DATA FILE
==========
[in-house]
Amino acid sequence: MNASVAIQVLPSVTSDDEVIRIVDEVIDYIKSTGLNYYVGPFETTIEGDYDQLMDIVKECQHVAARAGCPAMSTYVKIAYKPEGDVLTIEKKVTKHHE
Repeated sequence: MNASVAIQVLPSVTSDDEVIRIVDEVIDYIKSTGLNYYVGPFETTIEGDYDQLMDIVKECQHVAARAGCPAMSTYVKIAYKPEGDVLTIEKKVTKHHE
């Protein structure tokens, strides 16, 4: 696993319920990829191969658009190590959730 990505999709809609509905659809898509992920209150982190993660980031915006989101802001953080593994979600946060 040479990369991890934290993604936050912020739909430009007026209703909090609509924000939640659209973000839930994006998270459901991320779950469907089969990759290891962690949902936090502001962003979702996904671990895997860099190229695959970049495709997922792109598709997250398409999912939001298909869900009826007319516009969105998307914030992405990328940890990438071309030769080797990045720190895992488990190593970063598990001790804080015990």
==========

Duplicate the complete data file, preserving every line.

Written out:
[in-house]
Amino acid sequence: MNASVAIQVLPSVTSDDEVIRIVDEVIDYIKSTGLNYYVGPFETTIEGDYDQLMDIVKECQHVAARAGCPAMSTYVKIAYKPEGDVLTIEKKVTKHHE
Repeated sequence: MNASVAIQVLPSVTSDDEVIRIVDEVIDYIKSTGLNYYVGPFETTIEGDYDQLMDIVKECQHVAARAGCPAMSTYVKIAYKPEGDVLTIEKKVTKHHE
């Protein structure tokens, strides 16, 4: 696993319920990829191969658009190590959730 990505999709809609509905659809898509992920209150982190993660980031915006989101802001953080593994979600946060 040479990369991890934290993604936050912020739909430009007026209703909090609509924000939640659209973000839930994006998270459901991320779950469907089969990759290891962690949902936090502001962003979702996904671990895997860099190229695959970049495709997922792109598709997250398409999912939001298909869900009826007319516009969105998307914030992405990328940890990438071309030769080797990045720190895992488990190593970063598990001790804080015990």